However, the term does not include the construction of a new home or the sale of goods and materials by a seller who neither arranges nor performs installation work. The term also does not include the sale of services furnished for a commercial or business use or for resale if the service takes place somewhere other than at a private residence. Nor does the term include the sale of appliances, such as stoves, refrigerators, freezers and room air conditioners, which are designed for and are easily removable from the premises without material alteration. The term “home improvement” also does not include the services of a an Agriculture Department-certified landscaper except to the extent that the services include any of the installations noted above.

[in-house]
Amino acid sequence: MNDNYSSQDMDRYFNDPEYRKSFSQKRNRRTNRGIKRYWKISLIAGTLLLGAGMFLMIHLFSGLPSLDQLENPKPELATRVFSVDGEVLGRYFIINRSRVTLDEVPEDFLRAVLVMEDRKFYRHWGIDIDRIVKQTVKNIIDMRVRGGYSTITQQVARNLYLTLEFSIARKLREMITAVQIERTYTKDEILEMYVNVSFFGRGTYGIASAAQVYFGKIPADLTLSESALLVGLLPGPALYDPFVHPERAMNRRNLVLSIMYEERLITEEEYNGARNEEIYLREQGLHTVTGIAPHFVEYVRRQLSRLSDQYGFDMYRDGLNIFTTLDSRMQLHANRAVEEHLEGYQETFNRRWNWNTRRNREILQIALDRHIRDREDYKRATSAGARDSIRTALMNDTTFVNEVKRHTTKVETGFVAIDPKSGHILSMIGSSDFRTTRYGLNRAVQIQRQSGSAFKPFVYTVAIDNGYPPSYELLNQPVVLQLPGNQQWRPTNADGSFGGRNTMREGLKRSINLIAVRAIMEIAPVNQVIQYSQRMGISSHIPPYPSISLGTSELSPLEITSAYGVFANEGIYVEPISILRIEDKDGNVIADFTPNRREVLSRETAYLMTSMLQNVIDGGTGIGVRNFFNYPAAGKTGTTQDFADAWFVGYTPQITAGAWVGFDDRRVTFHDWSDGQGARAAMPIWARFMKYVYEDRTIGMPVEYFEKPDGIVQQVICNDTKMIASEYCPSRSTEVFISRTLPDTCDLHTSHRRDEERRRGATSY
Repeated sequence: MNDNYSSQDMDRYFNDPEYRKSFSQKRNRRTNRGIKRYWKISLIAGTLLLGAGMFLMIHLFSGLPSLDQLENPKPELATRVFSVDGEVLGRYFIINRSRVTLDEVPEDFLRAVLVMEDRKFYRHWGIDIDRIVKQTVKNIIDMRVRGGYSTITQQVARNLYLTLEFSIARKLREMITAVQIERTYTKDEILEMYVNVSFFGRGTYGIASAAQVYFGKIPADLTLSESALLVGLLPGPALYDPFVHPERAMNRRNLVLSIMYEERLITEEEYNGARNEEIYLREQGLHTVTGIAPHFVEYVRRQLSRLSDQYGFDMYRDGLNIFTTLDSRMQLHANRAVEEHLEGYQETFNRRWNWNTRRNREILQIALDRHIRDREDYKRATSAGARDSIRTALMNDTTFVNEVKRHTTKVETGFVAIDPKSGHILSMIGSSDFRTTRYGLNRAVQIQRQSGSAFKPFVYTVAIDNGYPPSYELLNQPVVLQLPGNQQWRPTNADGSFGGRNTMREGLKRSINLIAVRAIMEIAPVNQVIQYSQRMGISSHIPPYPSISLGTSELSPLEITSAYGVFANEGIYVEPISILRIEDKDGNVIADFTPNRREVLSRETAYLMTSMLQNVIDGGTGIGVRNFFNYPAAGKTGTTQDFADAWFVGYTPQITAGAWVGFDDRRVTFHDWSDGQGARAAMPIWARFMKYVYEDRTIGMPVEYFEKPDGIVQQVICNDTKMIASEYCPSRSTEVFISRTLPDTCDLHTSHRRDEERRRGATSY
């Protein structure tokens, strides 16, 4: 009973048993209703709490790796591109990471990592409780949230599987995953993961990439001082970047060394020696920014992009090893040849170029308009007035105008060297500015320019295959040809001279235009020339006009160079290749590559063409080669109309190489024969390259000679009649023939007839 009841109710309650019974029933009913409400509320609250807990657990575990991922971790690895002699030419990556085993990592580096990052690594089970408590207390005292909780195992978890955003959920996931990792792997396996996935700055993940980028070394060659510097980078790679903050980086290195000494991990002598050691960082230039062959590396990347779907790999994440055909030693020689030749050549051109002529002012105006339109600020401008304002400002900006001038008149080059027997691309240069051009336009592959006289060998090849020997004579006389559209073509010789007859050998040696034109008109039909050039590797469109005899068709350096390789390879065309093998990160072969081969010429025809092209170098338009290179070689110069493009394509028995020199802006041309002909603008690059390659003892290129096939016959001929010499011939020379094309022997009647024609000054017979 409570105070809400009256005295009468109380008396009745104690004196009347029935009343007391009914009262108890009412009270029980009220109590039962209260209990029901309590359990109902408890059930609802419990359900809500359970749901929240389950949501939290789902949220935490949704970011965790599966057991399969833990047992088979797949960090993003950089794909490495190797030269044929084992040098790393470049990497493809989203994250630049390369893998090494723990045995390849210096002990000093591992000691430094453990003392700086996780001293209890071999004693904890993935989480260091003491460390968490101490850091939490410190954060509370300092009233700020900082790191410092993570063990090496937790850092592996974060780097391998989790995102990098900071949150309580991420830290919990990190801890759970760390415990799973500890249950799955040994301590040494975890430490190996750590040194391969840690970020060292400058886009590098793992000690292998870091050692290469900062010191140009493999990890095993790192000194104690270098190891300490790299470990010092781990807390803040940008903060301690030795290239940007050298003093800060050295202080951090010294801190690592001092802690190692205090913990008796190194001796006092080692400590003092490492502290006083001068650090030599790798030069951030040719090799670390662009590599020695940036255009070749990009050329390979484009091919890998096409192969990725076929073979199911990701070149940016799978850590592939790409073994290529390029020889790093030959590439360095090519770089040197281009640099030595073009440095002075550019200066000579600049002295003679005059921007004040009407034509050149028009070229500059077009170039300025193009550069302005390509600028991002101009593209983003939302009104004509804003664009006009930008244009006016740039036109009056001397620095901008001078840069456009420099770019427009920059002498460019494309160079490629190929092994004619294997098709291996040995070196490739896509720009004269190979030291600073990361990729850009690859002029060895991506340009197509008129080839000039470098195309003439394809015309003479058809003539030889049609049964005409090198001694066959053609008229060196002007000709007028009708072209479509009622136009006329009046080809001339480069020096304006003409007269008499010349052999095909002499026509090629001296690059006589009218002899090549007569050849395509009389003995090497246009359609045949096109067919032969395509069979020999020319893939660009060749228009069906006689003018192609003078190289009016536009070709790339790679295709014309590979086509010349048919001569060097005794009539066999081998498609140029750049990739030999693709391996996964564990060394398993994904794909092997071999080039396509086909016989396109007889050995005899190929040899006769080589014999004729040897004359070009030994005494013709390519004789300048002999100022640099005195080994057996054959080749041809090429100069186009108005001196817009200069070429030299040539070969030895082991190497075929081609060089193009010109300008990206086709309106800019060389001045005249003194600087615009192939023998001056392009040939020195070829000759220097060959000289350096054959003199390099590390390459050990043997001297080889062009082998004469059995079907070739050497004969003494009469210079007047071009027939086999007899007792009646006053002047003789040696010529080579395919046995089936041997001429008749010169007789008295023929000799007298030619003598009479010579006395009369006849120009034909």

The Home Improvement Consumer Protection Act only applies to work done in connection with a “private residence,” which term includes a single family dwelling, a multifamily dwelling consisting of not more than two units, or any single unit located within any multifamily dwelling, including condominiums and co-op units.
The first major restriction of the Act is set out at Section 517.3, which provides that “no person shall hold themself out as a contractor, nor shall a person perform any home improvement without first registering” with the Bureau of Consumer Protection of the Office of the Pennsylvania Attorney General. This registration requirement is critical because the information required to be included in an application for registration includes not only the name and home address or any individual applicant or the officers, managers and general partner of any partnership, corporation, limited liability company or limited partnership applicant, but also such additional information as driver’s license number, Social Security number, and all prior business names and addresses of home improvement businesses operated by that individual, partner, officer, or manager.